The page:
Sheffield City Region is ready for change

Published 12th April 2013 at 2:31pm

There is increasingly a broad consensus in Westminster that more powers and funding must be devolved to local decision makers to stimulate economic growth in the UK. The Government started this process to key economic areas, including Sheffield City Region, in September last year in its first wave of city region deals.

Changes to the way local economic decisions are made are gaining substantial momentum and we need to make sure we continue to put ourselves in pole position so that the Sheffield City Region economy can start benefiting as soon as possible. The early signs, from conversations I’ve had with Whitehall, are that Government will be looking to be convinced of three criteria before handing down powers or funds. They want to see strong local leadership, an agreed and fair method for prioritising how funds are spent, and a strategy for future economic growth.

We are working hard to make sure that we are ahead of the game on each of these criteria…

1. Showing strong local leadership

As you know, our City Region LEP has forged a strong path in negotiating on behalf of the city region with Government. This strong private/public partnership is really important. But equally important is the joint decision making between local authorities, and I am delighted that following Council meetings across all local authorities, they formalised this commitment to form the ‘Sheffield City Region (SCR) Authority’ – which would be the publicly accountable body to hold devolved funds from Government.

This is a milestone agreement, which sends a very clear signal to Government about our local authorities’ desire to work together and strengthen their collaboration with the private sector.

2. Agreeing how funds will be spent

It makes sense that if Government are going to devolve money from Whitehall budgets to the City Region, they will want to ensure that there are the ‘mechanisms’ ready to make joined-up decisions on how it will be spent to ensure it has the maximum impact on economic growth.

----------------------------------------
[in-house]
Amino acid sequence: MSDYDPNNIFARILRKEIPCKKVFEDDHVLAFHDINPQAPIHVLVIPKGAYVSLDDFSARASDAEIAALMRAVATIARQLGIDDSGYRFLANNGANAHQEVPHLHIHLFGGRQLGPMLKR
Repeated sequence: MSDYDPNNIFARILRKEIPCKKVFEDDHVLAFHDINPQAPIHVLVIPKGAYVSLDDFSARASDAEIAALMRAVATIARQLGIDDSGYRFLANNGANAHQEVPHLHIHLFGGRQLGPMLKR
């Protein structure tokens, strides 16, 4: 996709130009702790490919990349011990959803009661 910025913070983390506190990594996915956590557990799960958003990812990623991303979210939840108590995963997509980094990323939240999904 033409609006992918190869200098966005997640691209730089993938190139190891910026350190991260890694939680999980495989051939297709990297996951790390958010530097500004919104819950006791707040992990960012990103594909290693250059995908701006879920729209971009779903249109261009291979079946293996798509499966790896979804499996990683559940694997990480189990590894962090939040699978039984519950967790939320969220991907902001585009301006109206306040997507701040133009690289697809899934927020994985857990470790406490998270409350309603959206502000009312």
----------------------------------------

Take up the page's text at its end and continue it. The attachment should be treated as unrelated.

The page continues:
At the end of March, the LEP Board met to take forward its plans for the Sheffield City Region Investment Fund – referred to as ‘SCRIF’. SCRIF gives us a framework of funding streams, to pay for essential strategic infrastructure which will increase economic growth.

The Board has endorsed a provisional list of 26 schemes which will be scored in terms of their economic impact and the number of jobs they will create. One point that we will impress on Government is that, for us, this is collaborative rather than a competitive process. Local Authority leaders have agreed the criteria for assessing SCRIF projects and we will collectively make the final decisions on which schemes to take forward, based on what is best for the Sheffield City Region as a whole.

3. A strategy for economic growth

In his Budget announcement in March, George Osborne announced that the Government will accept most of Lord Heseltine’s plan to stimulate the economy. One recommendation that the Government want to see progressed is for City Regions to have in place a clear plan for growth.

Our LEP had already recognised the importance of this, has been working with partners to identify the key priorities for economic growth in the Sheffield City Region – this takes the form of our ‘Economic Overview’.

In our Economic Overview we set out our vision for the Sheffield City Region to be the best place to collaborate, to invest, to innovate and grow a business as well as live, work, play and study. There will be a lot more work to do to develop this vision into a clear strategy and business plan for the area, but we are looking forward to working with our partners and to establish the sectors and projects which to focus our efforts.

I look forward to blogging again soon.

 

One Response to Sheffield City Region is ready for change

  1. Mike Ward says:

    Very interesting blog-I firmly believe UK Gov is trying hard to support UK Business. Manufacturing UK group on LinkedIn have discussed what’sneeded the 3 issues being funding, skills and productivity.
    The main point I would make is that LEPs need to do more to communicate and engage with industry. Events such as the Festival are great but I had not heard about it, others wont until Look North or Calender hopefully report on it later this week when alas its too late.
    The communication needs to be targeted tightly and consistently delivered to market, we need to remain realistic and increase penetration.

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